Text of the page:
Veil of Maya is a deathcore, metalcore band from Illinois, signed with Sumerian records. Eclipse is the fourth full length from Veil of Maya, and it is very much Veil of Maya in terms of sound and composition. Consistency is a good thing however, when you find something that works for you, and in Veil of Maya’s case they have been building a fan base around this particular sound, it’s not the worst idea to stick with it, at least to some extent. Of course a band could go off into pudding and cowboy Metallica land or succumb to whatever the hell happened to In Flames, but thankfully Veil of Maya have not done either of those things. Veil of Maya’s sound generally contains elements of death, a lot of technical prowess, poly-rhythmic riffs and angular melodic lines.
Veil of Maya, Eclipse included, have a lot of poly-rhythmic structures that combine guitar riff and drums into a sort of staccato groove. Sam Applebaum on drums and guitarist Marc Okubo blend seamlessly like a high performance machine, tracks like Punisher are representative of the synergy they achieve here. Brandon Butler handles the vocals with a pretty decent range of various forms of growl. Butler’s vocals add some melodic structure to the songs, they work with the poly-rhythmic nature of the guitars and drums and make the music accessible to a wider audience than it might otherwise be. To be clear, we are not talking about Meshuggah like insanity here, but it’s definitely more complex than your standard metalcore riffing. Veil of Maya have finally found a permanent bassist in Danny Hauser, who does an admirable job of holding down the low end and freeing up Applebaum and Okubo to go a little farther out than they might otherwise be able to. Hauser isn’t really breaking new ground here, but the bass parts are solid and do the job of filing in the low end, which makes the rest of the instrumentation work. Numerical Scheme highlights this as Hauser keeps things moving while the Okubo is able to go between melodic lines and staccato riffs. Veil of Maya take advantage of certain sound effects and keys in intro’s and bridges, and for the most part this pays off and adds color to the songs which might otherwise feel like a race from start to finish at times. One track that captures all of these elements in about equal measure is the well balanced Vicious Circles, complete with keys in the bridge and poly-rhythmic outro. Veil of Maya do leave off the staccato rhythms on occasion, the title track Eclipse is a pretty straightforward building guitar part, sweeping epic keys and basic bass and drums beneath, acting as a bridge for the album. Most of the tracks on Eclipse are under three and a half minutes, except for the closer With Passion and Power which clocks in at four and five seconds, the longest track on Eclipse and also a great example of all of Veil of Maya’s elements in one track.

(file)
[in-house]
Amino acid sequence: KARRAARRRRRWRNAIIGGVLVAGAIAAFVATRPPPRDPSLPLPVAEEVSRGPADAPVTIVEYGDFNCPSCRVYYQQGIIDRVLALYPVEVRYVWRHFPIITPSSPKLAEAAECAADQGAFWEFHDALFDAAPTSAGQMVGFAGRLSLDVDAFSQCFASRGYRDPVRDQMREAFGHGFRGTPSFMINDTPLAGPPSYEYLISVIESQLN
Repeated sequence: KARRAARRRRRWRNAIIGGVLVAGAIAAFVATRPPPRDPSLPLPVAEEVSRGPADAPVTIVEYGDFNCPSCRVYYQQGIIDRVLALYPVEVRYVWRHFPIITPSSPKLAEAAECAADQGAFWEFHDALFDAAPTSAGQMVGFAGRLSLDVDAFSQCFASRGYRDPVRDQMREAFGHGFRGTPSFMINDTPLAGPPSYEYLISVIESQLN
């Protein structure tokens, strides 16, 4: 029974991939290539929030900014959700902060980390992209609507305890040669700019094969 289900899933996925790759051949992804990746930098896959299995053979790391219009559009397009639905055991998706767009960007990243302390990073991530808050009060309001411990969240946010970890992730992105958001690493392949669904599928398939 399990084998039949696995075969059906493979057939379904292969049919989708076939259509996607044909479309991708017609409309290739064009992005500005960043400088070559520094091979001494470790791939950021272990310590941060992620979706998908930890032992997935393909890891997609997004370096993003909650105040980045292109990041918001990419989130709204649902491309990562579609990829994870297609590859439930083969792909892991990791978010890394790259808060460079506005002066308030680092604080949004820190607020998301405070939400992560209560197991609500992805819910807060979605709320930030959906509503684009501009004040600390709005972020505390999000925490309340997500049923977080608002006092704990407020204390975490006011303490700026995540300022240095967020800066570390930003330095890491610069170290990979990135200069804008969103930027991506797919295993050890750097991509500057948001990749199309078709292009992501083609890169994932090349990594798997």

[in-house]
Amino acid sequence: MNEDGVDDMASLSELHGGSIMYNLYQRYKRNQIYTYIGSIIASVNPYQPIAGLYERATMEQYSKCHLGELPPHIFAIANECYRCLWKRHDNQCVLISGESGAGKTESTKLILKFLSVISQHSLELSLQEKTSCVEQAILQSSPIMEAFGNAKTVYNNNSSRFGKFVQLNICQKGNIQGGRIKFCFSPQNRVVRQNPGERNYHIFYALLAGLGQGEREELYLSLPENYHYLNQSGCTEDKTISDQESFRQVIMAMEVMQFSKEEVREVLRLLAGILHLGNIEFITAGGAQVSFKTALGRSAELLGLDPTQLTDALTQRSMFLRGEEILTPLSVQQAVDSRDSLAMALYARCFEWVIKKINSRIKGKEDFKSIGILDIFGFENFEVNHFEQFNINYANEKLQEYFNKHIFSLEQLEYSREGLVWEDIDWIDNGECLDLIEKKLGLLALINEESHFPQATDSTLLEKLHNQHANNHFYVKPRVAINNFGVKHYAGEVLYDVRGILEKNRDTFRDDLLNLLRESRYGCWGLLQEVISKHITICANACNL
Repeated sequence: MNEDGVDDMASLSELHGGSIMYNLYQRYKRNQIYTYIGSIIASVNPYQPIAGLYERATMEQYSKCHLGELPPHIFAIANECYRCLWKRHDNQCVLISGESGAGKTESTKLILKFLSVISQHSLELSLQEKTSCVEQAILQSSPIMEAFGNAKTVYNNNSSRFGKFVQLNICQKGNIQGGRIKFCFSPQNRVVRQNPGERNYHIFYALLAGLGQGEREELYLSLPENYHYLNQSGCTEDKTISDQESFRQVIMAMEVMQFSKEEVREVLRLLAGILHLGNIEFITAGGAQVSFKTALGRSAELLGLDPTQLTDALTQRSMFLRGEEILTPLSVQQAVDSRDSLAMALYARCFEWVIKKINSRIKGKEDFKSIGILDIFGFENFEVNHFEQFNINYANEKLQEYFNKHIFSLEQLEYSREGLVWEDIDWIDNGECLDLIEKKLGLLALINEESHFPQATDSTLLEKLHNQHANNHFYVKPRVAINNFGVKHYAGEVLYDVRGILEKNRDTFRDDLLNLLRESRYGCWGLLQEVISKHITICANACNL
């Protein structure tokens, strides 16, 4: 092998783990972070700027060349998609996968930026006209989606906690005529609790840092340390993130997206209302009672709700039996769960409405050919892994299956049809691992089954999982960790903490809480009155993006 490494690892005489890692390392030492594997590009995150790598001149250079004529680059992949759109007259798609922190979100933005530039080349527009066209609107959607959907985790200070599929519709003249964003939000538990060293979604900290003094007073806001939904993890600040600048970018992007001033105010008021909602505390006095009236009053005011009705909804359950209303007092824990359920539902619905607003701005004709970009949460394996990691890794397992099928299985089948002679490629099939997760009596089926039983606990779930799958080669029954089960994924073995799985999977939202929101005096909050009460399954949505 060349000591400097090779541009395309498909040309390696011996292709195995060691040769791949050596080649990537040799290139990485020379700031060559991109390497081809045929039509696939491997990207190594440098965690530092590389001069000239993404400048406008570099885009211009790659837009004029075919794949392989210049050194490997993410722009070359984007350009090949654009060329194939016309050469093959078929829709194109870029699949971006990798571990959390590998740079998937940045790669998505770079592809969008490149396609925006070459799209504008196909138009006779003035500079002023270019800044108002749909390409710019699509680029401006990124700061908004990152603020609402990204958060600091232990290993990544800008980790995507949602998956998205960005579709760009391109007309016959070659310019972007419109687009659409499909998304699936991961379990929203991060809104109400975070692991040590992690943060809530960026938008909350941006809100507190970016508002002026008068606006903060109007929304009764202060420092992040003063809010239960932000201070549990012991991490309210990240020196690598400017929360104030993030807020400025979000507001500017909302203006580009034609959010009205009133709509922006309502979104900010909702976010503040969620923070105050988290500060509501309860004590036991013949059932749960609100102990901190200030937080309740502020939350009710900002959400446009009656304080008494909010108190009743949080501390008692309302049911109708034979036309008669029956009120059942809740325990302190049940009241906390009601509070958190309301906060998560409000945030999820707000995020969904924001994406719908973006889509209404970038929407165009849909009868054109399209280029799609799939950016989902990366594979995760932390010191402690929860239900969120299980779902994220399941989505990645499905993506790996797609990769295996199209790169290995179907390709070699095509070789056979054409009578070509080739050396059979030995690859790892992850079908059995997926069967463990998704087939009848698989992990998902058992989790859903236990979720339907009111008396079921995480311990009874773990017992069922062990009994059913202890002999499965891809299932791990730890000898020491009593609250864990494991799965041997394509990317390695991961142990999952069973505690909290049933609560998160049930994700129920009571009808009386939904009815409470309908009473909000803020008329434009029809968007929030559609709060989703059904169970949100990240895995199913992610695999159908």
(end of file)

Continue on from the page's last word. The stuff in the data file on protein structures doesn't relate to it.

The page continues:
Overall Eclipse is a solid effort from Veil of Maya. There is nothing really new in terms of their sound, but Eclipse is one of the stronger representations of that sound. Additionally, Eclipse benefits from very clean yet not inorganic sounding production. For Veil of Maya fans this is a no brainer, for metalcore and deathcore fans this worth giving a listen, there are good odds you will find something you like.